with a middling batting average doesn’t make for a fantasy superstar, especially not at first base.
Looking at his minor league numbers, the bet here is that he does add
the power, but doesn’t ever show a plus batting average because of his
strikeout rate and uppercut swing.
2011 Regression Warning
enough, most of this team either hit at about their true talent levels
or is on their way up. Perhaps because of injury risk, Pagan is the
only one who is likely to regress, but he still makes a fine
By Bloomberg Sports://
Man vs. Machine: Episode 4 — In a special from Bloomberg Sports’ Ballpark Figures, Mets legend Keith Hernandez sits down with Bloomberg Television’s Michele Steele and Bloomberg Sports Analyst Rob Shaw, to discuss the Fantasy Bulls and Bears for the second half of the season. In the fourth episode, the focus is on outfielders.
Today’s Position: Outfielders
The Machine (Bloomberg Sports) says:
B.J. Upton is of the rare five-tool breed. Despite the raw talent, he is enduring a brutal season with a .230 average and .395 slugging percentage. Upton seems to be making a habit out of this low output, as last season he managed a .241 average with a .373 slugging percentage.
Even with his current struggles and meager production, Upton remains valuable in fantasy leagues thanks to his speed, with 25 swipes thus far. He also appears to be on the rebound lately, with a modest five-game hit streak that includes two extra-base hits.
The Man (Keith Hernandez) says:
I like Jason Bay of the New York Mets and not because I’m partial because I do broadcast for the Mets. I have seen this guy play the whole first half and he has not been able to do anything. His average is OK, but he has not been productive, he has not hit many home runs. This is a guy who hits 30 home runs. I know that Citi Field is a big park, but he is not going to have 12 home runs. I think he’s going to have a strong second half for the Mets.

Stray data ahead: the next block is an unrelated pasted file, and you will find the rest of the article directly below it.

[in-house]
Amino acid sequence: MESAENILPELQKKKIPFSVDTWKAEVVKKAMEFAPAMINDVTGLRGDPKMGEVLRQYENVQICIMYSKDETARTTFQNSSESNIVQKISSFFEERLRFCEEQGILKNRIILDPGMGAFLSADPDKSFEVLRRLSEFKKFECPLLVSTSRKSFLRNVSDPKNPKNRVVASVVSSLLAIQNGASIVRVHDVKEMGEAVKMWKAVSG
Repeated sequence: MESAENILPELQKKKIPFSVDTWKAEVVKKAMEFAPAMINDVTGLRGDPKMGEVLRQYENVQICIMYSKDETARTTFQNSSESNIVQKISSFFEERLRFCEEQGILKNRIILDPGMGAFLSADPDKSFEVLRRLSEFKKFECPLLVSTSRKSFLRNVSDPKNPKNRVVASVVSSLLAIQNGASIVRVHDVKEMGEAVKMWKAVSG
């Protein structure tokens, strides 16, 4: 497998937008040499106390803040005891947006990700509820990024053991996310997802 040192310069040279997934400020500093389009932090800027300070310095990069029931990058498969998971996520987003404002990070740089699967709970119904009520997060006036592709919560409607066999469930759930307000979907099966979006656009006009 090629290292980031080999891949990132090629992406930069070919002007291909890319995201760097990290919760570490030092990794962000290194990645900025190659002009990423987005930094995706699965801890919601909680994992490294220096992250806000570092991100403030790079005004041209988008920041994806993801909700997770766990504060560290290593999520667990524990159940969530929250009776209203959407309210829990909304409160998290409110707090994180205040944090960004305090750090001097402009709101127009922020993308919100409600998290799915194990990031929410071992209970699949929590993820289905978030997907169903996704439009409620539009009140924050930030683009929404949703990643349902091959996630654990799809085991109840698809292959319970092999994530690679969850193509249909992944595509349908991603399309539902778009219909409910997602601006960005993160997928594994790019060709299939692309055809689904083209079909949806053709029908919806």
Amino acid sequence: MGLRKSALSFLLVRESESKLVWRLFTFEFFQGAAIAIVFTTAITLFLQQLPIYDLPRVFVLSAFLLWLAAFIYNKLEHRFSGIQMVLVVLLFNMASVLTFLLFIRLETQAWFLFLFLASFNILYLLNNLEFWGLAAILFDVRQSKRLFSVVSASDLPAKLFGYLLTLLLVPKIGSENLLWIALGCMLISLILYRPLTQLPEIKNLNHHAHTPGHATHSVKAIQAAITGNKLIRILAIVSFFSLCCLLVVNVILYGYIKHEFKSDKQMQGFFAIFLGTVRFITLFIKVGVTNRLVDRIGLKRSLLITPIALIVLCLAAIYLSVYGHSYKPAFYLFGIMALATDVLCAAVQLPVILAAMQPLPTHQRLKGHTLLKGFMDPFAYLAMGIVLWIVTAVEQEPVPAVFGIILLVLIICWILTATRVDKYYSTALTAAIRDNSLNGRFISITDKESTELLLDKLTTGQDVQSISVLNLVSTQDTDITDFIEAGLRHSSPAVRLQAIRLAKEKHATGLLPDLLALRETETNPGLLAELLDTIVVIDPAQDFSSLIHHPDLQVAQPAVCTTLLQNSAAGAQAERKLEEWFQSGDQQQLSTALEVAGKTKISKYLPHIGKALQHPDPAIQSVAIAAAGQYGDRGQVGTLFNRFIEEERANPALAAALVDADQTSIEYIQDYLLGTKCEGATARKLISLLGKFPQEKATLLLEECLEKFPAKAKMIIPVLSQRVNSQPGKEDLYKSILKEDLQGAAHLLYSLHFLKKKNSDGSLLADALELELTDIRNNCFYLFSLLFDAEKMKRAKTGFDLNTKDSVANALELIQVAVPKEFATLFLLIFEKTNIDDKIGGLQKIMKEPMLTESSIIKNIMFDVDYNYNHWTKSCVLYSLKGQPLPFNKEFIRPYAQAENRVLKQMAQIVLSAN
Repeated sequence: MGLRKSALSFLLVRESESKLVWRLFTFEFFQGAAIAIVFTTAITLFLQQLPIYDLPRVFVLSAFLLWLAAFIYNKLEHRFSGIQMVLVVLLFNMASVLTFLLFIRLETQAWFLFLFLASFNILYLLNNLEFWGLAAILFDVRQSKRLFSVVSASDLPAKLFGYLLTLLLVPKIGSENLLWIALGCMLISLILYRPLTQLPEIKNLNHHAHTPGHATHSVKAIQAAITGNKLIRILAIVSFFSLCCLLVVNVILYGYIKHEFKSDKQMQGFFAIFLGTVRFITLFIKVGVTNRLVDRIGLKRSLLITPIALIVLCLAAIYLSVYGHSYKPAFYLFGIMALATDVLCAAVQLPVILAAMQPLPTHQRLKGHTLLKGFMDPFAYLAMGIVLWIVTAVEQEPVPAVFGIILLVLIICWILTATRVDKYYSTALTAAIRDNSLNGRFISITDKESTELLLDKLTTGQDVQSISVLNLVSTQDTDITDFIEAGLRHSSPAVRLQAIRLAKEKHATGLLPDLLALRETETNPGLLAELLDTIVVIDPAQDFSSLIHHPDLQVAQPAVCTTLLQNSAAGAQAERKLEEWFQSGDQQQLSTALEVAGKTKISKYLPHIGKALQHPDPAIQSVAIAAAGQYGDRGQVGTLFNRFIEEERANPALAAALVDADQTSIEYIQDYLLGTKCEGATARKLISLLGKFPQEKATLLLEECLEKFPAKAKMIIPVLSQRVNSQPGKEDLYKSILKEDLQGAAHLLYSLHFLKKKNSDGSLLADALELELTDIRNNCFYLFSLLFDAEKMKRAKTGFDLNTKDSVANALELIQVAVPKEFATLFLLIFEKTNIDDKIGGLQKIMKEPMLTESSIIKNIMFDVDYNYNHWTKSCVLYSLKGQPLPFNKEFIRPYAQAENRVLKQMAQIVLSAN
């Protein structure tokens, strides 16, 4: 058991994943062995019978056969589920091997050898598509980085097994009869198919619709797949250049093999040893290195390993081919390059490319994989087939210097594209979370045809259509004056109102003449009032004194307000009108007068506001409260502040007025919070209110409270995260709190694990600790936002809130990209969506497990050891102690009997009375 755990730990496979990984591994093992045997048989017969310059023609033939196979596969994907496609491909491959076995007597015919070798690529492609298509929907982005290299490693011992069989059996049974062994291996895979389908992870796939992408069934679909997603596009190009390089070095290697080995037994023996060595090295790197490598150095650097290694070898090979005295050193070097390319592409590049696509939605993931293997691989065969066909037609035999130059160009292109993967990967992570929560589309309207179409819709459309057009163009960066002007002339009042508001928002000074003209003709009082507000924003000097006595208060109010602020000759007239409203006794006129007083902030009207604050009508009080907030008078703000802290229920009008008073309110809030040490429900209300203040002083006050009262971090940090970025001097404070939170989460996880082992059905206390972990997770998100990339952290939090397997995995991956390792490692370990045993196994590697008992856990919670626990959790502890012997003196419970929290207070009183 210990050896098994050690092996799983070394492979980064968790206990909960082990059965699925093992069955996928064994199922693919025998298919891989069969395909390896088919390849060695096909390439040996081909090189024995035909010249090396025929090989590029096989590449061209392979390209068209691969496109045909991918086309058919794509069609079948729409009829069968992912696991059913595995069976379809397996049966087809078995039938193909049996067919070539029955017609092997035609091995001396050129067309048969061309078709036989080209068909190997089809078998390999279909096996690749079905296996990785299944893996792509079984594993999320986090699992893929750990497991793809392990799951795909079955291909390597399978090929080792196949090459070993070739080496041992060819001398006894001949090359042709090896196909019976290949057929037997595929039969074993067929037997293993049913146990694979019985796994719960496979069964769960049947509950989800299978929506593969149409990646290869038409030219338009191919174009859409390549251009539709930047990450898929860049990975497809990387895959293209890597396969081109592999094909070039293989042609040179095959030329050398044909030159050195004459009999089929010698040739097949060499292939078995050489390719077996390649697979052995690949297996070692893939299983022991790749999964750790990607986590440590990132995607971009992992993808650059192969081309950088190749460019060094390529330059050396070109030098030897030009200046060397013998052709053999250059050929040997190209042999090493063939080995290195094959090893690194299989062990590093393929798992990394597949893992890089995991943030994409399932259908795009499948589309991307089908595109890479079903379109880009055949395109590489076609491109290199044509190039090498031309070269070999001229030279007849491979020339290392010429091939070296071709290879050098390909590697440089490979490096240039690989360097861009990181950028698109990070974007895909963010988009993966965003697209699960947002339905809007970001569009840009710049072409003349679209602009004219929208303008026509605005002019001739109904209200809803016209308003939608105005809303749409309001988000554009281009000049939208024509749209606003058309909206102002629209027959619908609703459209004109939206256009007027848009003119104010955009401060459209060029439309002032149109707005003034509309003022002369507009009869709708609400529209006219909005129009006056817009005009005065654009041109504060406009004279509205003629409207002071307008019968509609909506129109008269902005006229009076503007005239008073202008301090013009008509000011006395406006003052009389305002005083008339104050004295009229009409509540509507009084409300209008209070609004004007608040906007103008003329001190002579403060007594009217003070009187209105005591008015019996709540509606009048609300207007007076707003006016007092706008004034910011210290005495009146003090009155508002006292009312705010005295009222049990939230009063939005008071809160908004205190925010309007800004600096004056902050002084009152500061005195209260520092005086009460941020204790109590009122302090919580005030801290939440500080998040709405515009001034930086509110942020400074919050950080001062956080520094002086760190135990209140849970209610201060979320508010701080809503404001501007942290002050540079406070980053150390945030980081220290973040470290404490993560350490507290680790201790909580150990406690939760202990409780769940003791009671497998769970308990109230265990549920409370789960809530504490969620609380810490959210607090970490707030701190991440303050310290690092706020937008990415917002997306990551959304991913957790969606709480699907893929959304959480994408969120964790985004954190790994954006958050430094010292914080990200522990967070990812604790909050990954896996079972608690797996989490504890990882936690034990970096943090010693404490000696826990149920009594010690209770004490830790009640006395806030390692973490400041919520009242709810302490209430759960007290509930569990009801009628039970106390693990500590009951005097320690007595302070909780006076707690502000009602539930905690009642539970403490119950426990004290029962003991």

The Machine (Bloomberg Sports) says:
Vernon Wells may have gotten off to a hot start, but he is bound to regress to so-so production in the second half of the season. In fact, the fall from grace has already started as Wells has had his average slip each month from .337 in April to .278 in May, to .240 in June, and currently a disastrous .094 in July.
At 31 years old, and riddled by injuries in recent years, Wells appears to be a case of diminishing returns. His last all-around solid season came in 2006 when he posted 32 home runs, 106 RBI, and a .303 average with 17 steals.
Despite the 19 home runs in the first half of the season, Wells’ recent decline leaves him with just four steals and a .265 average. Wells has also been known to struggle in the second half of the season. He entered the 2010 campaign with 112 career home runs prior to the All-Star break compared to just 80 after the mid-summer classic.
The Man (Keith Hernandez) says:
Corey Hart has had a phenomenal, off-the0charts first half. He’s been a power hitter before, but not like this. I can’t see him duplicating this over the second half, particularly for a team such as the Brewers that is going to fade in the second half.